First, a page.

The Civil Protection Bill, now being considered in detail by the First Standing Committee of the Legislative Assembly (AL), continues to raise concerns from all corners of Macau society, from lawmakers to journalists to activists.
LARGE IN SCOPE
The first impression of the Civil Protection Bill from the First Standing Committee of the Legislative Assembly is that the proposed law is “small in size but large in scope.”
The Committee began its detailed discussion of the proposed legislation yesterday. The president of the Standing Committee, Ho Ion Sang, made his comments on behalf of the working group during a media briefing after the meeting.
According to Ho, “the committee considered that the number of articles in the bill is few but their scope is wide and the law’s provisions are also not clear and did not fully reflect the content of the civil protection work.”
Questioned on the proposal to establish a crime of order and public safety disturbances during emergencies, Ho said that similar provisions are already established by Macau’s Penal Code.
He said that the committee has the opinion that, if there is an amendment regarding this part, it should be an amendment to such a Code instead of being part of a Civil Protection Bill in order to maintain “coherence and consistency.”
Another of the topics addressed by the committee chairman is that the bill fails to clarify the powers of both the Chief Executive and the Secretary for Security, adding that there are several points needing further consideration as well as clarification from the government.
The notes and questions by the AL committee on its first exposure to the bill hint that the earlier hopes expressed by the Secretary for Security, Wong Sio Chak, to have the law in force by this year’s peak typhoon season, would be a difficult task to achieve unless the government decides to drop significant parts of the bill.
THE CONTROVERSIAL ARTICLE 25
Yesterday, the Macau Portuguese and English Press Association (AIPIM) submitted a letter to Ho Ion Sang, in his capacity as President of the First Standing Committee, requesting a meeting with the lawmakers responsible for reviewing the Civil Protection Bill.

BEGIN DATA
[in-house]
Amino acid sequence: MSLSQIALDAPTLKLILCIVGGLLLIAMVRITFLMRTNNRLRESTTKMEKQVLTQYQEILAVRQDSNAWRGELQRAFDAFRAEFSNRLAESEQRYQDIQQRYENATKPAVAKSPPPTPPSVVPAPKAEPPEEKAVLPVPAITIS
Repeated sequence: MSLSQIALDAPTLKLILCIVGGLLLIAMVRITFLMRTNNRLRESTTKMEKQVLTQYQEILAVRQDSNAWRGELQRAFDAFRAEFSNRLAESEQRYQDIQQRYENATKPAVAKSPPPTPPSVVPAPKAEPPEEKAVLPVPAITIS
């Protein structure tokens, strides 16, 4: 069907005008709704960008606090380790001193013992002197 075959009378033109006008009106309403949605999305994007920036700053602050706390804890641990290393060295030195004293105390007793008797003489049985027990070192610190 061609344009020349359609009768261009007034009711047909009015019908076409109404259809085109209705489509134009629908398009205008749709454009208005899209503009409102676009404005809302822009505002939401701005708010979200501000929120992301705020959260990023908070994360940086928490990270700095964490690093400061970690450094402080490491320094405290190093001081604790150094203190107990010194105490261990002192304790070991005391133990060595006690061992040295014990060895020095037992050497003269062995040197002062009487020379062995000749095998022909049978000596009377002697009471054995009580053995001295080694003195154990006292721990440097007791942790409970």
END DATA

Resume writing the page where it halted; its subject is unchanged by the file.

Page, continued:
The letter seeks to raise awareness of article 25, a particularly controversial aspect of the bill that proposes a prison sentence of up to two years (or up to 240 days’ fine) for the spreading of rumors, fake news or misinformation during emergency situations. The sentence could become three years if it causes public panic or constrains the response of civil protection entities.
“Our aim is to raise awareness on the need to amend article 25 of the bill in order to avoid a potential negative impact on freedom of expression and press freedom whenever a ‘state of immediate prevention’ [state of alarm] is declared,” noted AIPIM.
MISLEADING THE PUBLIC
At an event held by this week by the New Macau Association (ANM), local activist Jason Chao argued that the government was not being entirely honest in using legal examples from foreign jurisdictions to lobby for the legislation.
Chao said that the government had misled the public by highlighting the cases of India, Switzerland and France to support the provision of punishable rumor spreading.
ANM expressed its concern with article 25 of the Civil Protection Bill, saying that the requirement of “proactivity” is extremely vague.
Moreover, the Association claims the government’s justification misrepresented international examples, which in turn misled the public. It raised questions about the real intention behind the bill, which they say is to control online speech.
The Association will submit its opinions to the Legislative Assembly, adding that the government should respond to their concerns. Otherwise, they say the relevant provisions should be withdrawn.
The Association thinks the provision will set up some kind of obstruction of communication. Director Rocky Chan said that the government had not elaborated on the concerned provisions, which may eventually cause a chilling effect that hinders the multifaceted spread of information.
The media may only be permitted to report “official” information under such conditions, suggested Chan.
The government claimed that many countries or regions, among them India, Switzerland and France, impose criminal punishment on the dissemination of rumors.
However, Jason Chao pointed out that the international examples cited by the government are highly misleading; courts in India have even ruled against the legislation, calling it unconstitutional.
The legislative intent of Switzerland and France is to punish certain people who intend to spread false information that poses a danger to a person or property, rather than to control the spread of rumors. Chao added that generally such legislation was enacted to help the media verify its information. Staff reporters